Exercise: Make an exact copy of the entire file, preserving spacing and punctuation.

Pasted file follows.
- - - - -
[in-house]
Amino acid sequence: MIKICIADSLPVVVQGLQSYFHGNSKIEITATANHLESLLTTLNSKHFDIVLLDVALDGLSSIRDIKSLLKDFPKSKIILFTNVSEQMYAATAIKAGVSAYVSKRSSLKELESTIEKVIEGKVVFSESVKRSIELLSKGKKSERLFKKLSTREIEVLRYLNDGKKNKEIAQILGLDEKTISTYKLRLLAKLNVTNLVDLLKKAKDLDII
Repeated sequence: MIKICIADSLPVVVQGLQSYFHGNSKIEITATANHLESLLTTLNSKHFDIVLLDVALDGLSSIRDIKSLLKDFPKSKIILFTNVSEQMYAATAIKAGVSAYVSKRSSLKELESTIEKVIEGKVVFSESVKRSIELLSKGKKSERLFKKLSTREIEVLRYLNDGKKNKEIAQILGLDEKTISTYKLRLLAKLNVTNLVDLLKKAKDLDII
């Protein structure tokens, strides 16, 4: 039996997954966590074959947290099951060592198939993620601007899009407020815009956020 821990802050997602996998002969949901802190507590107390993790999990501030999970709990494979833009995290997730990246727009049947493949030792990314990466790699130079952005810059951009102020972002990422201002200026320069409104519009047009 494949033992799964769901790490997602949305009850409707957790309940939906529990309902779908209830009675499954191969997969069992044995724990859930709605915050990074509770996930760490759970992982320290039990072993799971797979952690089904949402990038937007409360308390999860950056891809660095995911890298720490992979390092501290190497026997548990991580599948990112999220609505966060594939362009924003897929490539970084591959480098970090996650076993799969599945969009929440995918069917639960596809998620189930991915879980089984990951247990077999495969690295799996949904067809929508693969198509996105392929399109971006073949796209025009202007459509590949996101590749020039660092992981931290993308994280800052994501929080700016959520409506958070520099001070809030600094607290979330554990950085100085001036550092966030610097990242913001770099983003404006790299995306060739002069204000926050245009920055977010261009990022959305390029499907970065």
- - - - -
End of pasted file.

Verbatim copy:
[in-house]
Amino acid sequence: MIKICIADSLPVVVQGLQSYFHGNSKIEITATANHLESLLTTLNSKHFDIVLLDVALDGLSSIRDIKSLLKDFPKSKIILFTNVSEQMYAATAIKAGVSAYVSKRSSLKELESTIEKVIEGKVVFSESVKRSIELLSKGKKSERLFKKLSTREIEVLRYLNDGKKNKEIAQILGLDEKTISTYKLRLLAKLNVTNLVDLLKKAKDLDII
Repeated sequence: MIKICIADSLPVVVQGLQSYFHGNSKIEITATANHLESLLTTLNSKHFDIVLLDVALDGLSSIRDIKSLLKDFPKSKIILFTNVSEQMYAATAIKAGVSAYVSKRSSLKELESTIEKVIEGKVVFSESVKRSIELLSKGKKSERLFKKLSTREIEVLRYLNDGKKNKEIAQILGLDEKTISTYKLRLLAKLNVTNLVDLLKKAKDLDII
């Protein structure tokens, strides 16, 4: 039996997954966590074959947290099951060592198939993620601007899009407020815009956020 821990802050997602996998002969949901802190507590107390993790999990501030999970709990494979833009995290997730990246727009049947493949030792990314990466790699130079952005810059951009102020972002990422201002200026320069409104519009047009 494949033992799964769901790490997602949305009850409707957790309940939906529990309902779908209830009675499954191969997969069992044995724990859930709605915050990074509770996930760490759970992982320290039990072993799971797979952690089904949402990038937007409360308390999860950056891809660095995911890298720490992979390092501290190497026997548990991580599948990112999220609505966060594939362009924003897929490539970084591959480098970090996650076993799969599945969009929440995918069917639960596809998620189930991915879980089984990951247990077999495969690295799996949904067809929508693969198509996105392929399109971006073949796209025009202007459509590949996101590749020039660092992981931290993308994280800052994501929080700016959520409506958070520099001070809030600094607290979330554990950085100085001036550092966030610097990242913001770099983003404006790299995306060739002069204000926050245009920055977010261009990022959305390029499907970065």